Twigs to Trees
Mary Helen Haines
I hope everyone is having a relaxing holiday season this year, since there is very little we can do except relax. I personally have had the opportunity to read many books and watch lots of Netflix movies. We also have been busy with the MacFarlane DNA project and receiving new results as more of our members received the results of their Big Y700 analysis.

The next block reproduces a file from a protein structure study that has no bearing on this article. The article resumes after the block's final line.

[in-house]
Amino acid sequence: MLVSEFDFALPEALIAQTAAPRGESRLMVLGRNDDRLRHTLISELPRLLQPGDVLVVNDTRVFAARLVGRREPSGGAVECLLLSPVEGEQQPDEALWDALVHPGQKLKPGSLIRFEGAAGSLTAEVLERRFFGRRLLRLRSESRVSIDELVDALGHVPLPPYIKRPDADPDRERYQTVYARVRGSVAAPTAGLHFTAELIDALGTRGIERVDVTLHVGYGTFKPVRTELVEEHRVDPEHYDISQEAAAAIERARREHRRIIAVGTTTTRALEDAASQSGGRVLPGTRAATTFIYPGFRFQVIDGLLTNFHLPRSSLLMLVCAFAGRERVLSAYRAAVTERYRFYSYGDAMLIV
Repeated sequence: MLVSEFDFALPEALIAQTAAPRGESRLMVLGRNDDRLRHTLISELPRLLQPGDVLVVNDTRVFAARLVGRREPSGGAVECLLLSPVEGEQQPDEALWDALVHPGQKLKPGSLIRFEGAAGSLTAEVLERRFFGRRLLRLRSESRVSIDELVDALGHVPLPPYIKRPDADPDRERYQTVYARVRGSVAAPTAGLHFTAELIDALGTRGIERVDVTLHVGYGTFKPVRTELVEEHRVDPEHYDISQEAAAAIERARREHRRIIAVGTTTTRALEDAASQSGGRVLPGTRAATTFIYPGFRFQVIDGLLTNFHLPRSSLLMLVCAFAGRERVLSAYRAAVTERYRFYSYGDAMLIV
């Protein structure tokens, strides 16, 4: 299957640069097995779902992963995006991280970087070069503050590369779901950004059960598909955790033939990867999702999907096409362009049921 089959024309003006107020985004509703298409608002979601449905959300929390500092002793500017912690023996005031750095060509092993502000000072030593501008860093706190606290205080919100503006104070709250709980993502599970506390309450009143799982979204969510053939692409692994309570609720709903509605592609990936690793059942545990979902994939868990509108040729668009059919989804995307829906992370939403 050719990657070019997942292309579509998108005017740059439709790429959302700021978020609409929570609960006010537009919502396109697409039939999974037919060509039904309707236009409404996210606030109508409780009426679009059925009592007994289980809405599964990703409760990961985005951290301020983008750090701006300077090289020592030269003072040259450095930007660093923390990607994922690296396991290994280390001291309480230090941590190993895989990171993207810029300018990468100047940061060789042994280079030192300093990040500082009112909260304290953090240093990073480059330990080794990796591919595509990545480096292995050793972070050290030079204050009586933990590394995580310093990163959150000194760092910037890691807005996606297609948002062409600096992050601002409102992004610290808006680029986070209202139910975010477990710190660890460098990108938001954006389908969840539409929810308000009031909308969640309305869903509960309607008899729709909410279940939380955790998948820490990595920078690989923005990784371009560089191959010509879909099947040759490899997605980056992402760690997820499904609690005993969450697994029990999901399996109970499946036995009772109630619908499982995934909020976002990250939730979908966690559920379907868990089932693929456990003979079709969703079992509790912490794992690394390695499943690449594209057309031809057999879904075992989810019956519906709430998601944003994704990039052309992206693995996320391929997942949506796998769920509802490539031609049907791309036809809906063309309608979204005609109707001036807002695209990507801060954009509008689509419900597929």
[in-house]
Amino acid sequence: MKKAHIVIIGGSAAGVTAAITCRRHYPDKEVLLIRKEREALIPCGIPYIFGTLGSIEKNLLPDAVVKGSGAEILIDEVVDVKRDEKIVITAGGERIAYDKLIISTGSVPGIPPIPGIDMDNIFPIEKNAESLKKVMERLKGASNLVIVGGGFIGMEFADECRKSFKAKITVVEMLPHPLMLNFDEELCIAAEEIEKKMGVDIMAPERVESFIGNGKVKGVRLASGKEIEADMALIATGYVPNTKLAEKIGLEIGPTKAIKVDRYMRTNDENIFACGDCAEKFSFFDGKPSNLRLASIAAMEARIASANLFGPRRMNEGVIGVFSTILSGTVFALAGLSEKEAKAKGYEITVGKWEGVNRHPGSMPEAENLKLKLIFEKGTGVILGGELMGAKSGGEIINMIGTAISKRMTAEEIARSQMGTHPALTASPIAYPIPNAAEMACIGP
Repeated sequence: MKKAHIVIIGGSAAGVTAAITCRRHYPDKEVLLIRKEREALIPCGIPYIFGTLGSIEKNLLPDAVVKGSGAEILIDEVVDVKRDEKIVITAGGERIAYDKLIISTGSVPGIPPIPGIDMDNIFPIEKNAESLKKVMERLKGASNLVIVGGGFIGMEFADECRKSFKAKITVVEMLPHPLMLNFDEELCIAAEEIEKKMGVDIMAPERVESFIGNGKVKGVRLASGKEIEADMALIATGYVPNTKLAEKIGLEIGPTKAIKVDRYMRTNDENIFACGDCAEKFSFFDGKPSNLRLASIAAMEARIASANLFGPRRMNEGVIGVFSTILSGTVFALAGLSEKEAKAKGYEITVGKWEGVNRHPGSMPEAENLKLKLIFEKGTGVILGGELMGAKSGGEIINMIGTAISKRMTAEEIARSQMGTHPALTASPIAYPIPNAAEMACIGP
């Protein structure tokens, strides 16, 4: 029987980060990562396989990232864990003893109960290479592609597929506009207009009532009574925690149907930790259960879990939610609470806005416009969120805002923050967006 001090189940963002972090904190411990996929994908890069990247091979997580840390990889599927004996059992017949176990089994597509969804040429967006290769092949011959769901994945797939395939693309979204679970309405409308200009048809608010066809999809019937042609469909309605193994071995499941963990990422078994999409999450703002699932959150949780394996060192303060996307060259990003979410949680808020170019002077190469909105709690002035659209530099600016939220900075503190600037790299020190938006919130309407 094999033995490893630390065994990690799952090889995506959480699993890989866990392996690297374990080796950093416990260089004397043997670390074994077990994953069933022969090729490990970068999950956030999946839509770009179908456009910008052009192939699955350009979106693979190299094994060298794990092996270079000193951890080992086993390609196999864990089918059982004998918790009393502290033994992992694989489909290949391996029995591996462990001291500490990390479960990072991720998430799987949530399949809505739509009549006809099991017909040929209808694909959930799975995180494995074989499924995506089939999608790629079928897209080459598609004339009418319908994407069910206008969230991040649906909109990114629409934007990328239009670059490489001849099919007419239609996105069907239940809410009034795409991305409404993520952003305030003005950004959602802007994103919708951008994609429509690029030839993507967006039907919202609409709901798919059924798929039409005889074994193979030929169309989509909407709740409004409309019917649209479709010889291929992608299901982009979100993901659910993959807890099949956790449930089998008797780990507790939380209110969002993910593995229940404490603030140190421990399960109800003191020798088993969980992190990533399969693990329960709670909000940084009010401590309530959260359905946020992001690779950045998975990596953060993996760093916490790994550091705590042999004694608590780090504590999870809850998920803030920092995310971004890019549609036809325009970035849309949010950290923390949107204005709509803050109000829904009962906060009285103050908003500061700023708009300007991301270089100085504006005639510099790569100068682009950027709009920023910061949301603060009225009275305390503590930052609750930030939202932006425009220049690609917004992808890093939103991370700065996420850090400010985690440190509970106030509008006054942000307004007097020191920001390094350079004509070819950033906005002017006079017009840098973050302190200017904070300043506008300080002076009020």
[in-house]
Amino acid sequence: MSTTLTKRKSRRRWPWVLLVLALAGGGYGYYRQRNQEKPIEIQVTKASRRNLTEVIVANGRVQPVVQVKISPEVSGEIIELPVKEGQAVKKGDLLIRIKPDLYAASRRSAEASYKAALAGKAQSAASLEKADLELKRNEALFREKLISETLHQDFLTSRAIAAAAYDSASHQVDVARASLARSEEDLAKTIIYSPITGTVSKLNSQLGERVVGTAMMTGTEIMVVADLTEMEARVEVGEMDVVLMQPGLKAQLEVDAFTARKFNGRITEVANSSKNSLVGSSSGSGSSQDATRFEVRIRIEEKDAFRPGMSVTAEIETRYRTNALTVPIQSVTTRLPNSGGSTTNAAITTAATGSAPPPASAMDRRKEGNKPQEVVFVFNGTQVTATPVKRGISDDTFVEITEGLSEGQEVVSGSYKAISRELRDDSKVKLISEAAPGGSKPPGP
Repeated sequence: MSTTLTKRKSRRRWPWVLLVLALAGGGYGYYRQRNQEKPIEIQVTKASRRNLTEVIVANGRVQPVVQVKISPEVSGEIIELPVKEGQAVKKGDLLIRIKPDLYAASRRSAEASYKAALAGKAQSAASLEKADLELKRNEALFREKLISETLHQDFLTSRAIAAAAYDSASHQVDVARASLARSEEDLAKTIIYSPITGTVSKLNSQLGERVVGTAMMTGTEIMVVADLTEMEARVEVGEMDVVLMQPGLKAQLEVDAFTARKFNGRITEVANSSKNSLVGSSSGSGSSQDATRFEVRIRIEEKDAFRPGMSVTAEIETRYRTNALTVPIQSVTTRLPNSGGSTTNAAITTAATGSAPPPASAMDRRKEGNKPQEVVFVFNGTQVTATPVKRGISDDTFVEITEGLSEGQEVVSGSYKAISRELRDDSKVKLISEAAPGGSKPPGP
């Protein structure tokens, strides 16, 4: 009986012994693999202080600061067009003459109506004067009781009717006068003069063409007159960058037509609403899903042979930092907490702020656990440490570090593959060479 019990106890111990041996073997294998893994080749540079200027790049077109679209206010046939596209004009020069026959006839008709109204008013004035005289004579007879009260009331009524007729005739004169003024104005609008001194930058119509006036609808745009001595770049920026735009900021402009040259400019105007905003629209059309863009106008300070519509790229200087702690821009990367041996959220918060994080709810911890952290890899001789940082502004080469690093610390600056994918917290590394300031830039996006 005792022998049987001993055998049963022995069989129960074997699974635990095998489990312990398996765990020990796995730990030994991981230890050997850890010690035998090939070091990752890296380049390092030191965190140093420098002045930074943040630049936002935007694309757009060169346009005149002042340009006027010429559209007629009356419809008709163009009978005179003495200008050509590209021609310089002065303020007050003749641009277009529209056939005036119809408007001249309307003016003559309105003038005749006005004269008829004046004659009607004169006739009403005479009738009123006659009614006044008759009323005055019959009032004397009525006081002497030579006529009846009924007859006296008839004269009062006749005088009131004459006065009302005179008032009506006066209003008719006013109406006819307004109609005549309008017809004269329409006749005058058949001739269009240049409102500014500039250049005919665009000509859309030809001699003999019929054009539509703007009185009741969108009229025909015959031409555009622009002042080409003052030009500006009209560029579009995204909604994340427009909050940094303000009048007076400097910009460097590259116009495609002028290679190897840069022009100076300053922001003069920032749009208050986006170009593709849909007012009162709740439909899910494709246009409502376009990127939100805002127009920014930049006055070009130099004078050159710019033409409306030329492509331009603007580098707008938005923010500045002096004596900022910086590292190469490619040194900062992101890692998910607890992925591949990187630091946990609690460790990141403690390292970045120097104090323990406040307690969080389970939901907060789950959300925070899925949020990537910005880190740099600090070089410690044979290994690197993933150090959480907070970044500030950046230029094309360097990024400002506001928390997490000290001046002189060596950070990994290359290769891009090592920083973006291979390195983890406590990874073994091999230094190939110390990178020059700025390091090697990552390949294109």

In December 2018 and March 2019 I gave updates to our findings in the MacFarlane Project concerning the two largest groups of testers: the R-DF63 group (http://www.ytree.net/DisplayTree.php?blockID=5) and the R-L1335/S530 group (http://www.ytree.net/DisplayTree.php?blockID=9) Today, I will concentrate on the largest groups of testers who have completed the Big Y700 and submitted their results to Alex Williamson’s Big Tree for secondary analysis. Of course, we all would like to understand how these SNPs relate to time periods. The currently accepted rate for a new SNP to appear is at an 82 year average. However, this is just an average and a multitude of things (birth order, age of parent) can cause the 82 year average to be different. For our purposes here, I will use the 82 average and begin with a known mutation that occurred in 1739 AD and work my way backwards in time. These are not absolutes, but at least it is a place to start.